Haywood Oaks, and Fantom’s attempt at gaining a 3* qualification, has now been and gone. The endurance gods were not smiling on us that day! After the start in the dark, Fantom began to settle into a steady canter mostly taking the lead but then disaster struck: a slip on the still-sticky earth and our race was over. It’s now time now to revert to Plan B.
In the meantime, Dilmun has recaptured centre stage. I learned yesterday that our entry for Royal Windsor 2* has been successful in the ballot so we’re in!!
Windsor is less than three weeks away and training is now in earnest. He is still a little too well-padded but just on target fitness-wise. At the weekend we completed a 50 kms ride successfully. Here we were aiming to keep a good, steady rhythm up and down the hills; this was somewhat hard to manage as many of the hills in the woods were pretty short and steep, both up and down, but we did our best to keep the speed even. A distance of 50 kms is probably one of the hardest on the horses as, although not a great distance, there are no breaks for food or rest just very quick crew stops along the way for water and cooling.
Dilmun’s training prior to this ride, involved a 20kms canter session at approximately 20kph over undulating grassland in the company of two other horses. Although he pulled his customary faces at the other horses, he managed this 20 kms followed by about 1 kms at a good gallop, with ease and a reasonably good recovery rate. This was followed a week later by another long canter session of 25 kms at just over 20kph and was rewarded by a much better recovery time and a much ‘keener’ horse.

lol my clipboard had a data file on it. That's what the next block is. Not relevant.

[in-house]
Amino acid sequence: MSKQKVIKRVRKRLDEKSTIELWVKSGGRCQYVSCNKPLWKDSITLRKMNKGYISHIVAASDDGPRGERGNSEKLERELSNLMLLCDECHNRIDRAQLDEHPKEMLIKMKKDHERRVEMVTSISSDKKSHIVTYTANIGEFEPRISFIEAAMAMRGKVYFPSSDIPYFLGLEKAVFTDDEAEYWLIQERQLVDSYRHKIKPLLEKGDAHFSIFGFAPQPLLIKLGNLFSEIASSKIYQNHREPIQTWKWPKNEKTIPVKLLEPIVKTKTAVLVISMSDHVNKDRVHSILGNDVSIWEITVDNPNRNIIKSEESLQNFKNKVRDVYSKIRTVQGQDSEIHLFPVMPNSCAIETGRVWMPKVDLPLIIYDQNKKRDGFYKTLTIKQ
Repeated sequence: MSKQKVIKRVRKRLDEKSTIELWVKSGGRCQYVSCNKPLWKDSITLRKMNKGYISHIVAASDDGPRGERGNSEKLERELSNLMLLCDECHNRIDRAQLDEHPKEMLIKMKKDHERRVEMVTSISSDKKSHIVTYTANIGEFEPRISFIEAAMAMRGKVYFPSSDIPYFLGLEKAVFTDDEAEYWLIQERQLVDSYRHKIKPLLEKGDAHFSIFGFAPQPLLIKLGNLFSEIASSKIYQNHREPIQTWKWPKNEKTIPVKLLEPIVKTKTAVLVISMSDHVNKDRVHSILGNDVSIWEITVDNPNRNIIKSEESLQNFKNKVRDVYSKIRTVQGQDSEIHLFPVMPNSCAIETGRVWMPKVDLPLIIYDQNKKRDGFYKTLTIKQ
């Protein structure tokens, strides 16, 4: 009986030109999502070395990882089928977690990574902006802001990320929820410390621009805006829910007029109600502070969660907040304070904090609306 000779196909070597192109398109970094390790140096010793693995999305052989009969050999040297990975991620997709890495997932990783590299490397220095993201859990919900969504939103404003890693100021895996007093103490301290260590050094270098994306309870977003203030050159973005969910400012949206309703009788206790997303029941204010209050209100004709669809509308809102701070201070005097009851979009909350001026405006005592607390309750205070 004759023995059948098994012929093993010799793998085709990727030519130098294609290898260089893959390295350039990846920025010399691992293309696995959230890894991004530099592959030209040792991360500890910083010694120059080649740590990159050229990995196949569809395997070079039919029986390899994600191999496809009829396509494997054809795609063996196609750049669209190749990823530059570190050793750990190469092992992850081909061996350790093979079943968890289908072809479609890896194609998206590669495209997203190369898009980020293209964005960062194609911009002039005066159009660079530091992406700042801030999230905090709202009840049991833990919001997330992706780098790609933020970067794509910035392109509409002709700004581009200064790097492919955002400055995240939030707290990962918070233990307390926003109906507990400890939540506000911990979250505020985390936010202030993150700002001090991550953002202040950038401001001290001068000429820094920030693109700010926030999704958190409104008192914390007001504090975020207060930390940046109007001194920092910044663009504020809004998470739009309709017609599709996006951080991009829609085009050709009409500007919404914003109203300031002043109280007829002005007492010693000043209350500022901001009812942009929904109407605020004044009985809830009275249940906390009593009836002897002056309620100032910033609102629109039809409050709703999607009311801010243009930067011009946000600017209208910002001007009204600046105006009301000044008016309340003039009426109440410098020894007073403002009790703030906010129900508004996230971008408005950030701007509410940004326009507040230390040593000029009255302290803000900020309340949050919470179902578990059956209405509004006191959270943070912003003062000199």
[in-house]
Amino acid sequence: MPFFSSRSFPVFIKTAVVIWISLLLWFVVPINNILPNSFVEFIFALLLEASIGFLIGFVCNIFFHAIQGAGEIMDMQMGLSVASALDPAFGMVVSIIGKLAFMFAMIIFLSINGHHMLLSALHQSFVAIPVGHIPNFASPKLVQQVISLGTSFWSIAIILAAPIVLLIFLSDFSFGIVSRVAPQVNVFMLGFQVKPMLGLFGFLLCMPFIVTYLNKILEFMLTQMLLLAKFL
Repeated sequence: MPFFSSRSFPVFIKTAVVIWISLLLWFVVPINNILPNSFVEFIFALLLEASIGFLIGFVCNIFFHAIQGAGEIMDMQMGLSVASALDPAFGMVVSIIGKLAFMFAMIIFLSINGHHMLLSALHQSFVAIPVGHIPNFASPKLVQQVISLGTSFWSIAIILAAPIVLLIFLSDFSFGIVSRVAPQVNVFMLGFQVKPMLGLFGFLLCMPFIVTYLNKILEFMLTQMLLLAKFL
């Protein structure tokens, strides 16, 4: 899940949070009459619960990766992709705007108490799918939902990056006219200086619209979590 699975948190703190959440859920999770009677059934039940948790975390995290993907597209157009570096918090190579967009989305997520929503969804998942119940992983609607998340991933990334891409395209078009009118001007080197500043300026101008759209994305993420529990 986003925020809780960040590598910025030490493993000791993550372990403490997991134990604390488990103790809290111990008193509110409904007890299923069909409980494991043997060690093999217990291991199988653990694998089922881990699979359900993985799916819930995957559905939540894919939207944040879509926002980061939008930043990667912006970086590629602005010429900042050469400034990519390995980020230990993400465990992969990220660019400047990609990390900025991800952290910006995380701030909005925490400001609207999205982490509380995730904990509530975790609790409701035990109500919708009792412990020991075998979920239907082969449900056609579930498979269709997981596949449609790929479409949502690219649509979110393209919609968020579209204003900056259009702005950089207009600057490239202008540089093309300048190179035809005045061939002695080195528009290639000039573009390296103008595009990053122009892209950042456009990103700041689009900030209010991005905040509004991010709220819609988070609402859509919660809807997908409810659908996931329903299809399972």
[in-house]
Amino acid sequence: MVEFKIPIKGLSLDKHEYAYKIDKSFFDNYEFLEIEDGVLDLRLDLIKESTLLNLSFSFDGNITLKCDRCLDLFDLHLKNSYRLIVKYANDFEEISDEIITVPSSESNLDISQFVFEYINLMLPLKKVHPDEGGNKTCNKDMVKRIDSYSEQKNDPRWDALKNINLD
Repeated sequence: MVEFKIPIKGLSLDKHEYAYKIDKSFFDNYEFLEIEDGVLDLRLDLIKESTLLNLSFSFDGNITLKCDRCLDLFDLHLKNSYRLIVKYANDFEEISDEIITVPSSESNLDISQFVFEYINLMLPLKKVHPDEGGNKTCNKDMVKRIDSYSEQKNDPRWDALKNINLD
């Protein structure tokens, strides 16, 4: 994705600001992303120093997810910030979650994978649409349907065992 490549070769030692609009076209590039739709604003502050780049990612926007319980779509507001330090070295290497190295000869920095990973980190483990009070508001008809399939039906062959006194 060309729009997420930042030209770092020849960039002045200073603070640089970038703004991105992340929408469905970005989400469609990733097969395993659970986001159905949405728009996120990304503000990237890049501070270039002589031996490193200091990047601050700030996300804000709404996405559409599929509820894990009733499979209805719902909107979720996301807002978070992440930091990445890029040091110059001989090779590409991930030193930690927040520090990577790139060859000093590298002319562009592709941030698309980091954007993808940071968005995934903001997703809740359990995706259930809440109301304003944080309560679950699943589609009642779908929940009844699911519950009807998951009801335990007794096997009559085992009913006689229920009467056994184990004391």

Strengthening work has been done on the dunes where the demands of, firstly cantering uphill through deep sand repeated several times, then a few kms of cantering over undulating grass-covered dunes, can be quite challenging. Dilmun is not a fan of hills and finds this sort of work much harder than sustained cantering; nevertheless it is necessary for the all-round fitness required for the long race rides and to reduce the risk of injury by thorough conditioning.
Tomorrow Dilmun will have another long canter session aiming to complete 30kms at between 21 and 22 kph. He will continue to have three canter sessions a week plus some schooling in between and hopefully a session on the moors to complete his conditioning.
This week saw the arrival of a temporary ‘guest’ in the shape of Flo a foal who was born here four years ago and has come back to be started. Work has commenced almost straight away with Flo receiving her first pair of front shoes; her face was a picture afterwards as she was obviously bemused by the ‘clompy’ things on her feet.
Another bit of excitement is that I’m horse shopping again. I shall be looking for a youngster to bring on for WEG in 2018. Now this is a somewhat bold statement and relies on an awful lot of luck as well as hard work and finding the horse with the right attitude and conformation.
As to Fantom and ‘Plan B’ this is slightly uncertain, it may be the Golden Horseshoe National Championships or we may have another go at doing our 3* qualification at the end of May. Competing at Horseshoe will require a different form of training but this might well suit Fantom better, time will tell.
Mega thanks to Feedmark’s nutritionist, Olivia Colton, who designed a feeding regime for Fantom to ensure that he is settled and can work to the best of his ability.